A FRAGILE IMPROVEMENT of relations between India and Pakistan has been overtaken by political crisis in India. Four days of talks in New Delhi between the foreign ministers, Salman Haider of India and Shamshad Ahmad of Pakistan, ended in remarkably cordial tones, though without solution of the substantive issue that perennially threatens war between them.
The Hindu-dominated secular state of India and the Islamic state of Pakistan have fought three wars in their half-century, two over Kashmir. Most of that Muslim-majority mountain land is India's state of Jammu and Kashmir. Pakistan demands a plebiscite, assuming that would transfer sovereignty to Pakistan. Kashmir's independence, which neither India nor Pakistan wants, might win were it an option.
For these two countries, the kind of peace that would end their unacknowledged nuclear race and reward them economically requires compromise over Kashmir. The Indian leftist coalition government of H. D. Deve Gowda, which launched this peace initiative, is tottering. Its largest partner, the formerly ruling Congress Party, pulled the plug. The intent of the 77-year-old Congress leader, Sitaram Kesri, is a mystery. Mr. Deve Gowda has until April 11 to resurrect a coalition, which seems doubtful without Congress. Indians are bracing for prolonged confusion.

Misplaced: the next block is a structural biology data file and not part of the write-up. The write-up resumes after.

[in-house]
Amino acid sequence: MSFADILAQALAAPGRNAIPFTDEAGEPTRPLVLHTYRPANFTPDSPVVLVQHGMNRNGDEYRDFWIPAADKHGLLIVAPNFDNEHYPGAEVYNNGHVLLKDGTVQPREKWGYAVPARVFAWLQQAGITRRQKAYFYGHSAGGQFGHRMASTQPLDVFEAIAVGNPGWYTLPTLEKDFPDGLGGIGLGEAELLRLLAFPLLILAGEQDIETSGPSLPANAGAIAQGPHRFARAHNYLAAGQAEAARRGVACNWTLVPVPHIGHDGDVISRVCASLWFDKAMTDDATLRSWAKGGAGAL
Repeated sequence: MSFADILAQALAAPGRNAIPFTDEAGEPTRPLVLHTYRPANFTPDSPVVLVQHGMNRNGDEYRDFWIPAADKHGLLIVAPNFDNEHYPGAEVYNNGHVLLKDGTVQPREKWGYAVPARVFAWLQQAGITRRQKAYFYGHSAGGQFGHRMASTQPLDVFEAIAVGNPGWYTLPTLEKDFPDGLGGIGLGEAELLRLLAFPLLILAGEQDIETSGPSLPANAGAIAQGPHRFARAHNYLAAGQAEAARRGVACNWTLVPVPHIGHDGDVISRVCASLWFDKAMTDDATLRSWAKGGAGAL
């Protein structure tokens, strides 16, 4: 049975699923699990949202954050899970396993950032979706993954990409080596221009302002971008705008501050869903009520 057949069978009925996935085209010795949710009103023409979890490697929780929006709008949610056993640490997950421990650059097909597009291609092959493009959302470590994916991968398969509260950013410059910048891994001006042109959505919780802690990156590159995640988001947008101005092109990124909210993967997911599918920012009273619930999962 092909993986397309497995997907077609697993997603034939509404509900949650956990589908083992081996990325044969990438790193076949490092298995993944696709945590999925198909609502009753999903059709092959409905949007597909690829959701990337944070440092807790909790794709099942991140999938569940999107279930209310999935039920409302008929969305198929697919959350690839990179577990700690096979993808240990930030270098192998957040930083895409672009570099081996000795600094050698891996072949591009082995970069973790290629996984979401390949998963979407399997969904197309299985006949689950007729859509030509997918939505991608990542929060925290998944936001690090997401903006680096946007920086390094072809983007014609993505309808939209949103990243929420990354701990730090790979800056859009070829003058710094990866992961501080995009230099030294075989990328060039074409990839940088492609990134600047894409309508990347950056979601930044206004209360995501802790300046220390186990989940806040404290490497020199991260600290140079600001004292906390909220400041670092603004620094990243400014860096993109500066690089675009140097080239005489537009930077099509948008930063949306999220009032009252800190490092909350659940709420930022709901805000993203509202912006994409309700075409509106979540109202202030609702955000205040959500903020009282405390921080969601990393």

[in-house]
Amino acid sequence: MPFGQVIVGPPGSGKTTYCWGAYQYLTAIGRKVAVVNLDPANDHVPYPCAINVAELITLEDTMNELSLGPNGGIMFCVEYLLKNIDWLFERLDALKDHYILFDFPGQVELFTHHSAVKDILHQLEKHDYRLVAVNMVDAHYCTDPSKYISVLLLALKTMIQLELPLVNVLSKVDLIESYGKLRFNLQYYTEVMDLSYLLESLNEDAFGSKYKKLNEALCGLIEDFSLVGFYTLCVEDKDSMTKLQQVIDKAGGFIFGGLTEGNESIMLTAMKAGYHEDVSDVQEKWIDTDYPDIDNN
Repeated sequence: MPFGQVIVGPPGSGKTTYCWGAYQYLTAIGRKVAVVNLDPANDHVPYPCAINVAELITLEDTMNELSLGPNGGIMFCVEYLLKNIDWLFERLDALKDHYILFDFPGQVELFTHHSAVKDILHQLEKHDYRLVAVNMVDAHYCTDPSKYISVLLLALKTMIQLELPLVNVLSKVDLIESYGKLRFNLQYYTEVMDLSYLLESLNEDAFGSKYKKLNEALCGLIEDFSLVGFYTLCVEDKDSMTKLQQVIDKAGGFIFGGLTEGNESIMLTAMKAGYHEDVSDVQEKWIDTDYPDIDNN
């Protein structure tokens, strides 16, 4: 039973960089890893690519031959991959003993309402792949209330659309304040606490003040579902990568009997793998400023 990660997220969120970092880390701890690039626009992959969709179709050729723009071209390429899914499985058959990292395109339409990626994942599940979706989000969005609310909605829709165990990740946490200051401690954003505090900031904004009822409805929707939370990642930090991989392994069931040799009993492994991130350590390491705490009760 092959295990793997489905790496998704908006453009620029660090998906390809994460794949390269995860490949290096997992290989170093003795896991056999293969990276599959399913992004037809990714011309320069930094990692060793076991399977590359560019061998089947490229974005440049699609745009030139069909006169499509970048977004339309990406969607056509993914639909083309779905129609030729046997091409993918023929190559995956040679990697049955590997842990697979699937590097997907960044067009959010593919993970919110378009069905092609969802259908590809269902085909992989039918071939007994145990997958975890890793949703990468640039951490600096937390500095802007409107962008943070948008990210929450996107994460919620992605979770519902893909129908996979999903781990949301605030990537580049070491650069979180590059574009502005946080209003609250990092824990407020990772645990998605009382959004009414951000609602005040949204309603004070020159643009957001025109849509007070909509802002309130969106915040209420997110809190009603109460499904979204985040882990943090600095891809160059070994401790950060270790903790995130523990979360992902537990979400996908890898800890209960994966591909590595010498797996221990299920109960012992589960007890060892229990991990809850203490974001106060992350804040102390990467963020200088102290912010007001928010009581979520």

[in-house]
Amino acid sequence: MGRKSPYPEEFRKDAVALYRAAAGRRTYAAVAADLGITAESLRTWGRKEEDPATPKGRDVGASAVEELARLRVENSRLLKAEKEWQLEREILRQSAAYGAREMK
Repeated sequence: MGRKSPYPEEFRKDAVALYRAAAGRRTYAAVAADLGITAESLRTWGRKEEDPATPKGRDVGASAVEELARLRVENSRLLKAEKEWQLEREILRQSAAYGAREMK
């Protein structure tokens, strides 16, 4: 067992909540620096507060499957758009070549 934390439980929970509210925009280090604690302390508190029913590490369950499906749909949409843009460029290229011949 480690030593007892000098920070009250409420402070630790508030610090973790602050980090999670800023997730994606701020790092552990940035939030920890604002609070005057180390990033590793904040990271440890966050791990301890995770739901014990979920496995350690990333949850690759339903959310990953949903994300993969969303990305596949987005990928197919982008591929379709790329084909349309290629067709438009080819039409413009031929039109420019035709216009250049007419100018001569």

Pakistan's government, by comparison, just got stronger. Prime Minister Nawaz Sharif rules by virtue of a thumping victory for his Pakistan Muslim League in the February election that followed the sacking of former Prime Minister Benazir Bhutto by President Farooq Leghari. By eliminating such extraordinary presidential powers over the choice of prime ministers, Mr. Sharif's nation suddenly has a democratically stronger government than India, which has rarely been the case.
India's crisis is a shame because the resumed ministerial talks with Pakistan seemed to be getting somewhere. They cannot be resumed until India has resolved its political crisis and produced a government commanding a parliamentary majority. Nobody knows when.
Pub Date: 4/03/97